The coming of the Kingdom continued to be a frequent theme of the Lord. He returned to it often during the two to three years usually allotted to this phase of his life on earth. He seems to have wanted its coming intensely, as suggested by his teaching the disciples to pray for it's consummation. "Thy Kingdom come . . ." is the very first petition of his prayer instruction, which suggests that this was a thing uppermost in his mind. Had something else been more weighty, he probably would have asked for it first. The coming, the doing of the will of the Father, the provision of daily bread, the forgiveness of debts, and deliverance from evil, are of great significance. But the emphasis was on the coming.

Seeking other clues to the time of the coming, let us focus our attention on the following utterance:

Truly, I say to you, there are some standing here who will not taste death before they see the Kingdom of God come with power (Matthew 16:28; Mark 9:1; Luke 9:27).
This passage confirms what I have already affirmed: that Jesus' prophecy had relevance for that generation. People who were hearing the teaching were to see its fulfillment.  So, the coming of the Kingdom "with power" occurred before some of those hearing him could qualify for their graves. But when? The saying suggests also that at least one person standing there must taste of death prior to the the coming.  Jesus was that man.

Jesus understood the Kingdom perfectly, and knew all the prior conditions essential to its coming. The prime condition was that the will of God must be done on earth as it is done in heaven. Jesus further understood that he alone must be the one to do God's will on earth so as to initiate the Kingdom. He also knew what action and attitudes this entailed, but he was not certain that he was equal to the task. He had as much free will and personal liberty as any other man, and he was tempted in all points common to others.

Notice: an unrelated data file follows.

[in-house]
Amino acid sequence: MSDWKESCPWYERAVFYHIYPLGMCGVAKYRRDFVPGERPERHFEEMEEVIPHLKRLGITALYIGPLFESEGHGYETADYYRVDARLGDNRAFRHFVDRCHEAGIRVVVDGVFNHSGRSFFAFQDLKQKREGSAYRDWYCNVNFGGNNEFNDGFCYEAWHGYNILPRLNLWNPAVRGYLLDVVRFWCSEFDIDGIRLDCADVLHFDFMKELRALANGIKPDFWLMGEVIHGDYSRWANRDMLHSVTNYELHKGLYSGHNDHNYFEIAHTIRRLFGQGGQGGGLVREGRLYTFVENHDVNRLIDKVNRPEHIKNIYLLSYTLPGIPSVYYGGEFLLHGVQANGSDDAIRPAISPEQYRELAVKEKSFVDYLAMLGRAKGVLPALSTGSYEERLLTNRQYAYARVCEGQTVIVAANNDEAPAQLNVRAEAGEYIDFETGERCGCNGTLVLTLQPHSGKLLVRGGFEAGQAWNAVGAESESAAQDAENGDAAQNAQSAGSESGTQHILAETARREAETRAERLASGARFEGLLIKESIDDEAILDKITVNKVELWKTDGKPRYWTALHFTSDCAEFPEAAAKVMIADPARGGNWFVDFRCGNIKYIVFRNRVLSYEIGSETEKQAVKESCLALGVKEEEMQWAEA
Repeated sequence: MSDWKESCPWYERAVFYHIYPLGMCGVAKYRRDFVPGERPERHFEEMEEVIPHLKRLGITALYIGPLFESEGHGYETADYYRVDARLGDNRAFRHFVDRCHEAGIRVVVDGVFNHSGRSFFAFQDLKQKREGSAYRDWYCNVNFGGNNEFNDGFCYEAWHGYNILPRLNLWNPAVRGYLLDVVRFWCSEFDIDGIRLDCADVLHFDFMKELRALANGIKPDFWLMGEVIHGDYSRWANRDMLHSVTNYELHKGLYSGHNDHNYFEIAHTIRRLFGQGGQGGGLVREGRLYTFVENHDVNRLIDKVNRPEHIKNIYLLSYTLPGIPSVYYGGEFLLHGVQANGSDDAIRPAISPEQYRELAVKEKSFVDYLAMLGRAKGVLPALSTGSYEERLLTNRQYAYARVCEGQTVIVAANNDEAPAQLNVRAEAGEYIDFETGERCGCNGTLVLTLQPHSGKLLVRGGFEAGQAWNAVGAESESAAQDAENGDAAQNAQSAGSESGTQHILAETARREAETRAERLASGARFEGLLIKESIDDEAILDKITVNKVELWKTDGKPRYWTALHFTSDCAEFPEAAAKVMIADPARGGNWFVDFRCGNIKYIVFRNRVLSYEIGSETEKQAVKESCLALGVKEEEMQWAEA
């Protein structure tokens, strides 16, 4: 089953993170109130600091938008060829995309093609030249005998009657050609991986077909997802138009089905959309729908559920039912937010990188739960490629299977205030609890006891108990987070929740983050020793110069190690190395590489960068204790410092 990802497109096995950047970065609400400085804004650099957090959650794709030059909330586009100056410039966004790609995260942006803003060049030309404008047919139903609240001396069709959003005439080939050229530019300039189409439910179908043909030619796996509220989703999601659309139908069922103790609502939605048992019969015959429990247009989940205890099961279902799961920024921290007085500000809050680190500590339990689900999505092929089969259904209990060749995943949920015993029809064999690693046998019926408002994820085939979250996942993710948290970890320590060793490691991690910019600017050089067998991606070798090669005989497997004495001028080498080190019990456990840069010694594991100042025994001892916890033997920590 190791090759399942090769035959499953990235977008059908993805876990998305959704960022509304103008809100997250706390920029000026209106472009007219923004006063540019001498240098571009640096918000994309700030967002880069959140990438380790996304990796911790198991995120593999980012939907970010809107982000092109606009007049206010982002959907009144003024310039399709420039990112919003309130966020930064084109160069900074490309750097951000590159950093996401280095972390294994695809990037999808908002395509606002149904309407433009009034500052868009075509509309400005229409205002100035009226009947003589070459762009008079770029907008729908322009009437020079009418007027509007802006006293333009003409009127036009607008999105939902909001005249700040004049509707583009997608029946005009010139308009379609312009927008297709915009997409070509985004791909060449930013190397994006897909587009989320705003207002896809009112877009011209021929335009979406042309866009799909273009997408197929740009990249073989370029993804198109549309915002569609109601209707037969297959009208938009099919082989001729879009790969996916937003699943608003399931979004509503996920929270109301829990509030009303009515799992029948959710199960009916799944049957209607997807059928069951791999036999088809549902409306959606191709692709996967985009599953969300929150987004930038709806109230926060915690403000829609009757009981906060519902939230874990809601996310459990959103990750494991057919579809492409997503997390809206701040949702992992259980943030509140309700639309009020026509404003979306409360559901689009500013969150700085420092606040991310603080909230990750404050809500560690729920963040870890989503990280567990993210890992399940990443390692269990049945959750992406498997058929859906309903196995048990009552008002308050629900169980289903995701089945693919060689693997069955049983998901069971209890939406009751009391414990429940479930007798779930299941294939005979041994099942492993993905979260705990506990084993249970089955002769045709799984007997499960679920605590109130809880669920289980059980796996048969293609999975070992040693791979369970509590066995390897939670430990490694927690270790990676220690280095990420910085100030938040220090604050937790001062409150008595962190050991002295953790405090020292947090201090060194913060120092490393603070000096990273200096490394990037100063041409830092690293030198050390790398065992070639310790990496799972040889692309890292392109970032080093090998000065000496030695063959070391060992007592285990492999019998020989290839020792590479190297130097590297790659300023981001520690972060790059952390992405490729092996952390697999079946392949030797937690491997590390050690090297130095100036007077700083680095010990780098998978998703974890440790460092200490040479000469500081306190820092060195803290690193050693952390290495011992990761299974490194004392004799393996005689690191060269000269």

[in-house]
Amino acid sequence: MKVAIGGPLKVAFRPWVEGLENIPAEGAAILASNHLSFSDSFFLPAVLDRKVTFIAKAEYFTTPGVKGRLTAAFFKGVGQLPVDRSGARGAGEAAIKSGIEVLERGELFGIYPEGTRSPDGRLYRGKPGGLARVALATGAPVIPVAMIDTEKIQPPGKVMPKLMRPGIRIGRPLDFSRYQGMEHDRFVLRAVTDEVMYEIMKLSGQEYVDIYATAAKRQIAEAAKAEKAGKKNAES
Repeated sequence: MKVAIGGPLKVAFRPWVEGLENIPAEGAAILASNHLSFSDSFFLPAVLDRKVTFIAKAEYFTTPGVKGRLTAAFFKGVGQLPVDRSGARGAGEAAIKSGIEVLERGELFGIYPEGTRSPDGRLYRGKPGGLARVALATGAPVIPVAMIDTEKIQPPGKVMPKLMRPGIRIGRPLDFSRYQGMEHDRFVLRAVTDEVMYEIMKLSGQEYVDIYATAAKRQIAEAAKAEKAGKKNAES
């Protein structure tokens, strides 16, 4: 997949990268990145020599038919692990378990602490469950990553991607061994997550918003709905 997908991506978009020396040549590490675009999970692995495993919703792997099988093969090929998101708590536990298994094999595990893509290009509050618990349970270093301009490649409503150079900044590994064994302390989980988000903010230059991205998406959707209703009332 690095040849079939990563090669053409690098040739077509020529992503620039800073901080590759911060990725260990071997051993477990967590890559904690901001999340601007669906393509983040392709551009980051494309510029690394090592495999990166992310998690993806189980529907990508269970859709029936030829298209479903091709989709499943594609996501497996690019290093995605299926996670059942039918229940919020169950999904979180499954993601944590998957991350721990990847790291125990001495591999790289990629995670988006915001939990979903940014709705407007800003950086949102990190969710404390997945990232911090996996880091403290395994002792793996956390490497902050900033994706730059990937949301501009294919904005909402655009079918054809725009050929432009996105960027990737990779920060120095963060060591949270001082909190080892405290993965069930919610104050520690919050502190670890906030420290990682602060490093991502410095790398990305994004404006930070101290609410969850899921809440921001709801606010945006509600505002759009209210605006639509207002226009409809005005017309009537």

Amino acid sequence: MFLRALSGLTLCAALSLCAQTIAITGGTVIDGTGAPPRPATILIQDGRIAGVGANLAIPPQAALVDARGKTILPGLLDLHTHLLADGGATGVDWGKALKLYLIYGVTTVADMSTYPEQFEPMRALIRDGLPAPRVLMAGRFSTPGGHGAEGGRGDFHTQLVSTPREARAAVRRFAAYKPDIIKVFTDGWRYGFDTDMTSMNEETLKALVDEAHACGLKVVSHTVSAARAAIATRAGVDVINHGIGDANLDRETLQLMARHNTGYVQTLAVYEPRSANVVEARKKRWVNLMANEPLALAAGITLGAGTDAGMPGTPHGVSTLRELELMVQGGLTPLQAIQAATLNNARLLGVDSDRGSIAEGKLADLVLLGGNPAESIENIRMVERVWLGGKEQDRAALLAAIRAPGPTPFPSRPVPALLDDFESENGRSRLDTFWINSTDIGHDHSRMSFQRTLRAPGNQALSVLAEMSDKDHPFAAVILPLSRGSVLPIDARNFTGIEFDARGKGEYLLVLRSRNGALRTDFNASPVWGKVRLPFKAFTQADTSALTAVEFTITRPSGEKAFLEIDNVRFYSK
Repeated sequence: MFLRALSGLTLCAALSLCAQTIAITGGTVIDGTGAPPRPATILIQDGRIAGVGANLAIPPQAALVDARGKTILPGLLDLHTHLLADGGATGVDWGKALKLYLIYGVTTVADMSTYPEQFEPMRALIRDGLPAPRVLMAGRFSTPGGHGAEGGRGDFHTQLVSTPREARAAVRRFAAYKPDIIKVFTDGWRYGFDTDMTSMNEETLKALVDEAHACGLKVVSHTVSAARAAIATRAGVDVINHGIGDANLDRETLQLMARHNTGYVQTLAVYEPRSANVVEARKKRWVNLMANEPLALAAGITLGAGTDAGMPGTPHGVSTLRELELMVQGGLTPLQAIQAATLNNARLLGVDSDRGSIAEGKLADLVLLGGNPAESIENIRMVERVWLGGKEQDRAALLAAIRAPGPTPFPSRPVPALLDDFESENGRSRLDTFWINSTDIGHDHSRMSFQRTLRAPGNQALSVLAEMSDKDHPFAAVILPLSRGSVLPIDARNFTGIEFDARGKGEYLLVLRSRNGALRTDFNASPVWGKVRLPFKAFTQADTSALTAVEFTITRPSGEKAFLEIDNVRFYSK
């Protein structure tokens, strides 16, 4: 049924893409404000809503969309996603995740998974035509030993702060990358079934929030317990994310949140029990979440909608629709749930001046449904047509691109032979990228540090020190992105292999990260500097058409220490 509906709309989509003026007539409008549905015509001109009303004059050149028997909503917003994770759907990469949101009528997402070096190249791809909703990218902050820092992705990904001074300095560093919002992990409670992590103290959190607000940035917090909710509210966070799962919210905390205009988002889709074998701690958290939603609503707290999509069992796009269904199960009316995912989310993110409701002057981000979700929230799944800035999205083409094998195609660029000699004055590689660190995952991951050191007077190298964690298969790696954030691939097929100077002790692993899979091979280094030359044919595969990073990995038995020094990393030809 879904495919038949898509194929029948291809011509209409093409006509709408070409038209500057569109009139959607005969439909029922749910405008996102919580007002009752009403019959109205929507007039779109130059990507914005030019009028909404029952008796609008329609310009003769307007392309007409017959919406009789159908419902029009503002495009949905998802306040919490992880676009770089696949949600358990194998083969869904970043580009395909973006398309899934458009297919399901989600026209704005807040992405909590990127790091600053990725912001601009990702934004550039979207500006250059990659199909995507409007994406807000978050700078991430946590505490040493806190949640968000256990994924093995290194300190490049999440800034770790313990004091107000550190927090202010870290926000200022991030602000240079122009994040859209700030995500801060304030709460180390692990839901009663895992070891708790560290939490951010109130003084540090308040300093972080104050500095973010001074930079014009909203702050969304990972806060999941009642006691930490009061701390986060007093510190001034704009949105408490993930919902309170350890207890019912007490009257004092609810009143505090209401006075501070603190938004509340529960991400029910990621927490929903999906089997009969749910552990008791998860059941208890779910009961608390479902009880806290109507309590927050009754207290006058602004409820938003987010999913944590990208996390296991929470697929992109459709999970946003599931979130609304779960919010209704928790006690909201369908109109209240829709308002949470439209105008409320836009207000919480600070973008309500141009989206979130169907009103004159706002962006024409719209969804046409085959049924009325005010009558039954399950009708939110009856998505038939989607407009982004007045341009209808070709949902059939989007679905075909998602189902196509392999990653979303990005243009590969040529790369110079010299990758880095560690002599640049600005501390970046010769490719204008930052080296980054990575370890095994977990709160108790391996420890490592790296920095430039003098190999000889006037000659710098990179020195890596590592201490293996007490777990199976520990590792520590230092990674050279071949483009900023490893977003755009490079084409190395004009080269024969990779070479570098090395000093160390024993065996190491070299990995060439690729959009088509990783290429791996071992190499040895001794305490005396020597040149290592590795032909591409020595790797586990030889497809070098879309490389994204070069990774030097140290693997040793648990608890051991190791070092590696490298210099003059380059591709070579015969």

Therefore he did not know with certainty that it would come according to plan. He also did not know the exact moment of the coming in that he could not pin a date to it. He based his teaching of it's soon appearing, then, on the presumption of his faithfulness to the end. It was properly stated because, apart from his faithfulness in this matter, his earthly sojourn would be without purpose. When he instructed the disciples how to pray, and told them to say, "Thy Kingdom come, thy will be done on earth as it is in heaven," he was soliciting their prayers for himself to the end that he might be faithful in doing the Father's will on earth so that the Kingdom might come. He also understood that the Father's will would be done by himself through the performance of a specific action. It was action of which the prophets had spoken that would be manifest to the people and to the disciples. He also knew that the people who witnessed the action would be unaware that it coincided with the Kingdom's coming. Not even the disciples would know! It would not be such an event as they were expecting and would continue to expect for some time afterward. So, if they understood that the Kingdom was to come as they witnessed him performing this action, they would not believe and would be offended. Yet he wanted both them and us to understand. So he chose to introduce an enigmatic clue, one that they would little note until the teaching ministry of the Holy Spirit acted upon their minds. This clue he provided at the last supper when he said:

I shall not again drink of the fruit of the vine until the Kingdom of God comes (Luke 22:18).
With these words in mind, we need only search the scriptures to find when he next drank of the fruit of the vine. If we can establish this (and if Jesus spoke accurately), we will know the exact moment of the coming of the Kingdom of God. Then we can consider only three possible conclusions: Jesus never said this, or he said it and was mistaken, or the Kingdom came exactly as he said.

The search need not be a long one. Follow the story in the Gospels and you will shortly read the account of his crucifixion. While hanging from the cross, he cried out as follows: